Jordan's King Abdullah II (C-L) shakes hands with Kazakhstan's President Nursultan Nazarbayev during the Arab Islamic American Summit at the King Abdulaziz Conference Center in Riyadh on May 21, 2017
In the Arab-Islamic-American Summit with the presence of Donald Trump, the President of the United States, and more than fifty heads of Arabic and Islamic countries held in the International Exhibition and Convention Center in Riyadh, capital of Saudi Arabia, on 21 May 2017, the fact that leaders and senior officials from six non-Arab Muslim countries in Central Asia and the Caucasus took part in it was very interesting. In the Riyadh Summit, Ilham Aliyev (President of Azerbaijan), Shavkat Mirziyoyev (President of Uzbekistan), Emomali Rahmon (President of Tajikistan), Nursultan Nazarbayev (President of Kazakhstan), Rashid Meredov (Minister of Foreign Affairs of Turkmenistan) and Mohammed Ghali Abul-Gaiiv (First Deputy Premier of Kyrgyzstan) attended, and in addition to taking part in the Summit, there were also bilateral meetings between mentioned leaders and officials and the Saudi leaders and senior officials.
Due to the clear anti-Iran orientation of the Summit and the efforts of Saudi Arabia to form a grand coalition of Islamic -Arabic countries against Iran, the presence of leaders and senior officials from six non-Arab Muslim countries in Central Asia and the Caucasus in the Riyadh Summit is very important. After the nuclear deal between Iran and the P5+1 was achieved on July 14, 2015, known as the Joint Comprehensive Plan of Action (the JCPOA), the diplomatic activities of the Arab states of the Persian Gulf, especially Saudi Arabia, have significantly increased in the surrounding areas of Iran, including Central Asia and the Caucasus region. The development of bilateral relations between Saudi Arabia and the six Muslim countries of these regions, the central role of Riyadh in the formation of the “Arab Cooperation and Economic Forum with Central Asia and Azerbaijan” as well as the development of Saudi’s relations, mainly economic, with Christian Georgia and the promotion of the level of diplomatic relations with this country from the accredited ambassador to the permanent ambassador are considered among important factors playing a role in increasing the diplomatic activities of Saudi Arabia in Central Asia and the Caucasus region after the nuclear deal (the JCPOA).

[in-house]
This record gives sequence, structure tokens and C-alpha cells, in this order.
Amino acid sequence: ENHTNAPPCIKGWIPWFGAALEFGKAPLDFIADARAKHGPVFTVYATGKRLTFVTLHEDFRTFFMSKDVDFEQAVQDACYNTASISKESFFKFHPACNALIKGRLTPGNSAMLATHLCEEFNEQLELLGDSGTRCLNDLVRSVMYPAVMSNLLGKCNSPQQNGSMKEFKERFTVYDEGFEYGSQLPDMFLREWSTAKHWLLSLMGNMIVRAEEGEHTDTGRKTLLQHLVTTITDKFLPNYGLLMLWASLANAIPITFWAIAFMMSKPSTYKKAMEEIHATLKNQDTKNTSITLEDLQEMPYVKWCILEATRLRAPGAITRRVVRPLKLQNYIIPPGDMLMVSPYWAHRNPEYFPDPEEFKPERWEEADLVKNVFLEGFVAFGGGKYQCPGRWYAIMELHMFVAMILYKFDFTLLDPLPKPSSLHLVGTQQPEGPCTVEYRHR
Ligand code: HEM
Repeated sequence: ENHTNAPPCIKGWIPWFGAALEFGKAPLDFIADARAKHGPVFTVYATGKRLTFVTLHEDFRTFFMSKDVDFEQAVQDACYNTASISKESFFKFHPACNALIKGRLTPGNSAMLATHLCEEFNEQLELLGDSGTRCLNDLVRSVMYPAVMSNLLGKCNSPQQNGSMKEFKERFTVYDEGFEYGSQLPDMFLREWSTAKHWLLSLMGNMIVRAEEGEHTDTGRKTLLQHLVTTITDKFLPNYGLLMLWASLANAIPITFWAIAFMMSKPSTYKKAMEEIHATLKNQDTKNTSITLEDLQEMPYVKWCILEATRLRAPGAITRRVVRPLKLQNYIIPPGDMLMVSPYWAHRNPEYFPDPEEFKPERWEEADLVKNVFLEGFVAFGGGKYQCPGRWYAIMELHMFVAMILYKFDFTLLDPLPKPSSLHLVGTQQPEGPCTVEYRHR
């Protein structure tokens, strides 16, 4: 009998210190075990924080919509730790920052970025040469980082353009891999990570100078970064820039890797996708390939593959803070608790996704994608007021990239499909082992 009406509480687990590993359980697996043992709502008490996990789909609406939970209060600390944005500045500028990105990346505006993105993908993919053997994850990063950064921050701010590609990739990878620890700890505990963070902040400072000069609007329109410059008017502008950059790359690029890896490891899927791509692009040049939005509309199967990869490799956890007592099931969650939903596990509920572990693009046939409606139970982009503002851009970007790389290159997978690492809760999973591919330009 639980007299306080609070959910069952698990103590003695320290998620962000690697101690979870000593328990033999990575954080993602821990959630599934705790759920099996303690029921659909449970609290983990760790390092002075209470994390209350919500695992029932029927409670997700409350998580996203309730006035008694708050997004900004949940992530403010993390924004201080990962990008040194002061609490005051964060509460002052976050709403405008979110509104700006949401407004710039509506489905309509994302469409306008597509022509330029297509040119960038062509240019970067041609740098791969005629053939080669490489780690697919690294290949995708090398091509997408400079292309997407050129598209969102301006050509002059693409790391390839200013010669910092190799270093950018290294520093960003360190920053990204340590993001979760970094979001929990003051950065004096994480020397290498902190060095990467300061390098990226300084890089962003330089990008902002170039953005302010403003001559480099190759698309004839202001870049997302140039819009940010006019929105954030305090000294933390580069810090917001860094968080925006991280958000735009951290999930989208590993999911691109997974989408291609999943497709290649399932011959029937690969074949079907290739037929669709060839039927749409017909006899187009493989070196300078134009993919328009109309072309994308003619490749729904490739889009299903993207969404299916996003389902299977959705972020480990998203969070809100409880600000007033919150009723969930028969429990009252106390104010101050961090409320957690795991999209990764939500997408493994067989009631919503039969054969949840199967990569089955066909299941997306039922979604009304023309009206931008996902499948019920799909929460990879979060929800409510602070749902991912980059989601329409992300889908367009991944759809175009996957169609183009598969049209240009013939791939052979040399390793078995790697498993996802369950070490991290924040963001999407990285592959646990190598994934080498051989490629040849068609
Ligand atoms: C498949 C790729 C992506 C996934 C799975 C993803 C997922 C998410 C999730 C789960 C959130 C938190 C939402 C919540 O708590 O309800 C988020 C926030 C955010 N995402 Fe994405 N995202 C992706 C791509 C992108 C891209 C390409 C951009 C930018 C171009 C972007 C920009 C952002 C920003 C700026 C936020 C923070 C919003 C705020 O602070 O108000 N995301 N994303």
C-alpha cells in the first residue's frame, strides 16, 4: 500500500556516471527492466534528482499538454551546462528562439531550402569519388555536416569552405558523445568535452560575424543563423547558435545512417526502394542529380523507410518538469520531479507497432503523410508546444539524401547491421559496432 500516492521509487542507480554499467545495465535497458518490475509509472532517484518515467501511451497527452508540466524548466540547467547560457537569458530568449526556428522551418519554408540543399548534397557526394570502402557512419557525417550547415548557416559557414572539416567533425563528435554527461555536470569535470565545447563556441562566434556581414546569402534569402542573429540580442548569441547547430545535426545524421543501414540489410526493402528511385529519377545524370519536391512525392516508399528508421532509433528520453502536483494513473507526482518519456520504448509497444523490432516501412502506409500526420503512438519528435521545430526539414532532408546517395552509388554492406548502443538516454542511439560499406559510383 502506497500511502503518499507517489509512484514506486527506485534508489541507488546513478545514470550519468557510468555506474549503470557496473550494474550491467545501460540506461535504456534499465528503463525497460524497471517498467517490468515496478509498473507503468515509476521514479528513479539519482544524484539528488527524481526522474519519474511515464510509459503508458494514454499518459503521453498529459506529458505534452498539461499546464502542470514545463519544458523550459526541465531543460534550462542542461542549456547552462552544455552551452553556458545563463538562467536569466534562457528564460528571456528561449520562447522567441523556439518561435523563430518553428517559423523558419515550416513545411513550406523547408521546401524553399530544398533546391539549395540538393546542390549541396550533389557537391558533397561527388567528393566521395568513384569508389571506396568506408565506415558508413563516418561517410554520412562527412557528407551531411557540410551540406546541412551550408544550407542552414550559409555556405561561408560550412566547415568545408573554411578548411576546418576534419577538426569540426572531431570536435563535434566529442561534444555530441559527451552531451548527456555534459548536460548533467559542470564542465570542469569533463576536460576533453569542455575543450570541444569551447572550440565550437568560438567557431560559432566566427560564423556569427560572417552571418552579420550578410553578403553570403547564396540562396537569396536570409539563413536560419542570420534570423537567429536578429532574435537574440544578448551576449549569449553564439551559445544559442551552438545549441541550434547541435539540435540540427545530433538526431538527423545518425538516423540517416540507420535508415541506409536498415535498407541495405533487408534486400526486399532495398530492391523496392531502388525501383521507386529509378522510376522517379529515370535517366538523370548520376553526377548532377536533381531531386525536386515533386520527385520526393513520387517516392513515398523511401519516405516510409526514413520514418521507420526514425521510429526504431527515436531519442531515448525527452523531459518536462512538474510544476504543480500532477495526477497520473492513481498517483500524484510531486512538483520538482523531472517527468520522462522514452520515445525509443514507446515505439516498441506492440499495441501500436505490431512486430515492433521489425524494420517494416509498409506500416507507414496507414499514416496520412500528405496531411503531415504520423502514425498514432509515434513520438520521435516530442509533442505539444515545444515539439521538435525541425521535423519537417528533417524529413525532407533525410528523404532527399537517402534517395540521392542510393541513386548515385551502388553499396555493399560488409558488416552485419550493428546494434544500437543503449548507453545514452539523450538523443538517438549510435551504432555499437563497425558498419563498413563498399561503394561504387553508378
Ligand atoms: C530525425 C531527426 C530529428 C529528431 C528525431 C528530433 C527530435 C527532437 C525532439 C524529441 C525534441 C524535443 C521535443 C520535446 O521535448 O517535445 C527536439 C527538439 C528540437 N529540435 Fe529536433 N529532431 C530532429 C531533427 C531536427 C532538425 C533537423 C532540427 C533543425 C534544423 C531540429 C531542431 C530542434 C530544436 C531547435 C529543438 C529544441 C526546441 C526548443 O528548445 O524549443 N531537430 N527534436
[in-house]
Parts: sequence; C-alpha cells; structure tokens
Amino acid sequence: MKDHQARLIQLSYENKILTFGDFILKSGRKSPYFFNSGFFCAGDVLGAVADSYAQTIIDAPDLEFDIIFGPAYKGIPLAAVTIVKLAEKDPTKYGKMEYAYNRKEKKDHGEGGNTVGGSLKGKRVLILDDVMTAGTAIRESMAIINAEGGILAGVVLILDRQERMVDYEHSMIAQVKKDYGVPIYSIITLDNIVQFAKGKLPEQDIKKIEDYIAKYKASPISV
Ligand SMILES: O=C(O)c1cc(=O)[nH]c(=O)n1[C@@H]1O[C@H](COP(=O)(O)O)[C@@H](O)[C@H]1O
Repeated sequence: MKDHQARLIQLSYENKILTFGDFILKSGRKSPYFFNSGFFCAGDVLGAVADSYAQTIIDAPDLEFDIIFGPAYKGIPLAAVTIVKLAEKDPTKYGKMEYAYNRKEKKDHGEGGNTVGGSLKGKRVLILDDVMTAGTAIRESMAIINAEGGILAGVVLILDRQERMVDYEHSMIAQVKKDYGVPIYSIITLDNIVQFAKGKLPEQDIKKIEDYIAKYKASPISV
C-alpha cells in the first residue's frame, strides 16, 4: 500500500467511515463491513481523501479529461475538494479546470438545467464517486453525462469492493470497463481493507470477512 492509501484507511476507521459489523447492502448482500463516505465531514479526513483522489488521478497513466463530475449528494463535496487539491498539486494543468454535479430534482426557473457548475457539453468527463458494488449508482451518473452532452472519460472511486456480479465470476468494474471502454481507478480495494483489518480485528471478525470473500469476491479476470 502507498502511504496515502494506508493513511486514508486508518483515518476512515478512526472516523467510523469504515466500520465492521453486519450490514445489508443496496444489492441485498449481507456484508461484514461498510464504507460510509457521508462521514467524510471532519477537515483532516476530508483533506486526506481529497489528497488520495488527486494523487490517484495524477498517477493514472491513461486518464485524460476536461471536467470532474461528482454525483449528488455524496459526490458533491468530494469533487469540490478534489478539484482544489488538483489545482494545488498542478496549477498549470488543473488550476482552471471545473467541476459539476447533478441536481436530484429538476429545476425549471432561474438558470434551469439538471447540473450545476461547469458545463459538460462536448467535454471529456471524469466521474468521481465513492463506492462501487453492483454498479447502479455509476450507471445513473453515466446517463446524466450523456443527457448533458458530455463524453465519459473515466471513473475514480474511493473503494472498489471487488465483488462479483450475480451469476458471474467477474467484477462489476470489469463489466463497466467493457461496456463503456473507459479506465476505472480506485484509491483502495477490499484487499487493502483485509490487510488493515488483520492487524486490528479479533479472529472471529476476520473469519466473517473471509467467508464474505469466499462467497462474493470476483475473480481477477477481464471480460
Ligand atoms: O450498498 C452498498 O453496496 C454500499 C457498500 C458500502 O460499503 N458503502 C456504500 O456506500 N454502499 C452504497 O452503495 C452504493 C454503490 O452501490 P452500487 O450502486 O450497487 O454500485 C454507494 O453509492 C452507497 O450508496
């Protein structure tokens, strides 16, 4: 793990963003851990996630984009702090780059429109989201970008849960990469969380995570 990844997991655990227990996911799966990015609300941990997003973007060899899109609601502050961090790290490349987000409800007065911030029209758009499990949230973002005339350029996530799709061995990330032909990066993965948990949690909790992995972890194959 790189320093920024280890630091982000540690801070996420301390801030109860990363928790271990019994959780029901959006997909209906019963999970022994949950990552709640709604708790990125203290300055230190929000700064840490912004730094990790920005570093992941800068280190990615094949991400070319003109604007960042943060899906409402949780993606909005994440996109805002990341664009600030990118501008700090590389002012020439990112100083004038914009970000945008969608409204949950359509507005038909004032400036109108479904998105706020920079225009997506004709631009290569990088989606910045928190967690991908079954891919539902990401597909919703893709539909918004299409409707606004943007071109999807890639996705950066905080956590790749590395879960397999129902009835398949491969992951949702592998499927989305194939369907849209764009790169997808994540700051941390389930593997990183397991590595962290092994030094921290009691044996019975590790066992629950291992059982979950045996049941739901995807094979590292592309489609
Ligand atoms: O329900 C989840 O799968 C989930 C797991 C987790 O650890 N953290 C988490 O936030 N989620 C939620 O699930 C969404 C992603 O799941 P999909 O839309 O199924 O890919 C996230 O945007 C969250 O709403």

Another noteworthy point is the completely distinctive level of the Saudi’s focus on the two important traditional areas of influence of Iran in the region - the countries of Azerbaijan (with common religion and ethnicity) and Tajikistan (with common language and culture) - during the last three years. The numerous political meetings held at the level of president and king suggest that by the expansion of ties with the two countries, Saudi Arabia pursues goals beyond [merely developing] bilateral relations [with them]. Comparing the high-level diplomatic meetings among Riyadh and Baku and Dushanbe compared with the low-level meetings between the Saudi [senior officials] and those of other regional countries such as Kyrgyzstan and Uzbekistan clearly indicates the fact that these meetings are held as targeted and planned by Saudi Arabia to create a divergence in the surrounding areas of Iran, and undermine Iran’s influence in both fields of language and culture (Tajikistan) and culture and religion (Azerbaijan).